Holly and her spouse are better off by $6,800 this year and every year going forward.
The split income does need to reasonable and justified for the level of responsibilities done.
Do you have an adult family member who is in a lower tax bracket than you are?
If yes, you may benefit from splitting income.
4. Do You Not Have Group Medical Benefits?
Relief pharmacists don't get group benefit coverage at the pharmacies they work at because they aren't employees.
So any medical expense comes directly out of your own pocket.
You receive a medical expense tax credit if your medical expenses are more than 3% of your annual income.
Good but not great...
With a corporation, you can expense 100% of your medical expenses and pay less tax.
Holly visits her dentist every year and likes going for massages every once and a while.
She also needs braces for her daughter this year.
Should Holly pay for these expenses personally or through her relief corporation?
If Holly pays for these expenses personally, how much income does she have to earn to pay for everything?
By setting up her own Health Spending Account in her corporation, her corporation can pay 100% of these expenses.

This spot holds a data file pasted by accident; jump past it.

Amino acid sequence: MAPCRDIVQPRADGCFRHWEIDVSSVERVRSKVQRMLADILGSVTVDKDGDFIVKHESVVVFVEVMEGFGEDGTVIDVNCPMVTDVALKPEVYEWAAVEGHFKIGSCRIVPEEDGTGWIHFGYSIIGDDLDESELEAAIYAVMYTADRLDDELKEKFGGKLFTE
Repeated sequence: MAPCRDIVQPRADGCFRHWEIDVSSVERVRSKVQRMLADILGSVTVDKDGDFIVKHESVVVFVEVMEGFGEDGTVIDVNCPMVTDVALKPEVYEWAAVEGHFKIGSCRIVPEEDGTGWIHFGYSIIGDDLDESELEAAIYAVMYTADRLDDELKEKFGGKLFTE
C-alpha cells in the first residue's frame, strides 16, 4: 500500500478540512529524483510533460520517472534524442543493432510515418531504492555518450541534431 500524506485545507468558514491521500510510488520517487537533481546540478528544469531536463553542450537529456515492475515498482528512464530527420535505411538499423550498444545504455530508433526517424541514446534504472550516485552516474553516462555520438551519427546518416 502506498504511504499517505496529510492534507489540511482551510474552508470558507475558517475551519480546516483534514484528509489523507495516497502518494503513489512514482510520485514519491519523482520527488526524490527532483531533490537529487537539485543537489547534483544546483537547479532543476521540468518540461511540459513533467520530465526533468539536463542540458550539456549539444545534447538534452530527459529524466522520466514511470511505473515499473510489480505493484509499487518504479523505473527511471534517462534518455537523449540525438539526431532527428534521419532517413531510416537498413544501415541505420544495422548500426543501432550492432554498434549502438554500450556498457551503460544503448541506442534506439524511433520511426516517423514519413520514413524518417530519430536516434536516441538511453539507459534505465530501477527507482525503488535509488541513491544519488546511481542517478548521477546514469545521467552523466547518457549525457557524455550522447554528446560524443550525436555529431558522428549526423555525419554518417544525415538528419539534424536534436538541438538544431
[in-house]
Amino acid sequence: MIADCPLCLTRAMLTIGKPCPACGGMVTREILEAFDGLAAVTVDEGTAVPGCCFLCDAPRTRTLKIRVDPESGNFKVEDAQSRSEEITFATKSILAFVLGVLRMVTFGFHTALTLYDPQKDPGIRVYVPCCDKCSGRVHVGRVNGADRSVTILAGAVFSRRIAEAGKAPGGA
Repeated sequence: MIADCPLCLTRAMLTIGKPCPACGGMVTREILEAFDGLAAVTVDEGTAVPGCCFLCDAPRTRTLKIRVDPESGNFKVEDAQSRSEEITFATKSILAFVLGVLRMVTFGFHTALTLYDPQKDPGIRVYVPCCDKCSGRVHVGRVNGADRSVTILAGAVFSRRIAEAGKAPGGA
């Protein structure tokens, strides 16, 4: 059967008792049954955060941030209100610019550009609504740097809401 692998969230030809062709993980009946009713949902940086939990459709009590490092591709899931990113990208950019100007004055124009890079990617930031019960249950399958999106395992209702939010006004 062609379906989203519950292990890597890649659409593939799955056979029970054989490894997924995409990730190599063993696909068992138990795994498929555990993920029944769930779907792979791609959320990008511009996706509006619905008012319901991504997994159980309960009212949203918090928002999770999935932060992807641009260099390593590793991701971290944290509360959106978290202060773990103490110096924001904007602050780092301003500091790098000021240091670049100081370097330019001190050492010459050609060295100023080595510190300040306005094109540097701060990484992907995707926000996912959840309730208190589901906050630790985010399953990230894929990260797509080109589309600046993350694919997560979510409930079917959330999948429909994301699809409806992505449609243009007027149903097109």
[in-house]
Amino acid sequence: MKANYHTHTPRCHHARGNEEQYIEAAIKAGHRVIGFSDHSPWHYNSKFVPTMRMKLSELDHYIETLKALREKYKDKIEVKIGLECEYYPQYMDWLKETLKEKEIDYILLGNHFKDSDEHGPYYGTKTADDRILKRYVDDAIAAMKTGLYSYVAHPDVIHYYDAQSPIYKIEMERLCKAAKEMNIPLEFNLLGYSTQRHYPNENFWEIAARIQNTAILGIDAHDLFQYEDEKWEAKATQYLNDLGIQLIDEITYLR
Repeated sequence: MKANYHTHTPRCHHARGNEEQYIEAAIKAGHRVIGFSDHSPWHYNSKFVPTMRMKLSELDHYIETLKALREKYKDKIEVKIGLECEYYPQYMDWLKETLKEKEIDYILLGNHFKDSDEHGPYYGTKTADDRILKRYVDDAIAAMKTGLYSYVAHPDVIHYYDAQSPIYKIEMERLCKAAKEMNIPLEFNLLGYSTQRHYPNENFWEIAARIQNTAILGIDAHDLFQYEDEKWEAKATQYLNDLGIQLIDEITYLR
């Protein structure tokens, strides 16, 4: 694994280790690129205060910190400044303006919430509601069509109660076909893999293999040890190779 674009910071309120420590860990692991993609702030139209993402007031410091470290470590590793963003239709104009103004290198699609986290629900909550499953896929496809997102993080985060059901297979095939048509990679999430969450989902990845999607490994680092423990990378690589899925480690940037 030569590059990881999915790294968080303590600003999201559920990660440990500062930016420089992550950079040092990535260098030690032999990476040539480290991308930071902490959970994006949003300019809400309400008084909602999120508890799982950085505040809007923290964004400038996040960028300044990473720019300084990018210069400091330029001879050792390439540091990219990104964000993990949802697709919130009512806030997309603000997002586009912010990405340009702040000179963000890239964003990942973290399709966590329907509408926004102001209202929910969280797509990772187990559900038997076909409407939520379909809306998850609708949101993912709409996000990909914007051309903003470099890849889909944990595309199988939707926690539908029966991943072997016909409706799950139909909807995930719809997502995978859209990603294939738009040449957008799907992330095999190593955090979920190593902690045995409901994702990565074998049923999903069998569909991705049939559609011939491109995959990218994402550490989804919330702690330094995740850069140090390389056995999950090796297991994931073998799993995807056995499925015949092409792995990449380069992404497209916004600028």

So it is cheaper to fund Holly's medical expenses though her corporation instead of paying for them personally.
Holly is better off by $2,793, money she can use for more massages if she wants to.
Even if your spouse has group benefits, you can still use a Health Spending Account to pay for whatever doesn't get covered.
Group benefit plan limits are often very low, so even if you have benefits, you probably still pay out of pocket for some things.
Especially for big ticket items like braces, lasik, etc.
Do you have group benefit plan coverage?
If not, a corporation can fund 100% of your medical expenses through a Health Spending Account and save you money.
5. Do You Want To Invest?
There are certain tax planning and investment strategies available only to those who have a corporation.
While the strategies are outside the scope of this article, you can potentially save thousands in taxes by investing using your corporation vs investing personally.
How to Save $1 Million Dollars in 10 Years Using by Creating Your Own Individual Pension Plan. Read more
At some point in your career as a relief, you will ask yourself: should I incorporate?
The answer depends on these two questions first:
Am I providing relief services at more than one pharmacy?
Can I afford to save money or do I need every dime to live?
If the answer is yes to both questions, you may have a solid case for incorporation.
While a corporation provides many benefits, it does have extra costs so a cost/benefit analysis needs to be done, tailored to your situation.
That's something we can do for you so that you make a decision that's in your best interest.
To see if this strategy is right for you, schedule your free strategy session here.
Co-Founder of Pharma Tax
Ricardo helps pharmacists like you pay less tax, start/grow a pharmacy, and take your wealth to the next level.
Prior to starting Pharma Tax, Ricardo worked at another accounting & wealth management firm focused on dentists. Pharmacists were coming on as referrals and all said the same thing: what you guys are doing for dentists, we need that specialist for pharmacy.
Hence, Pharma Tax was born.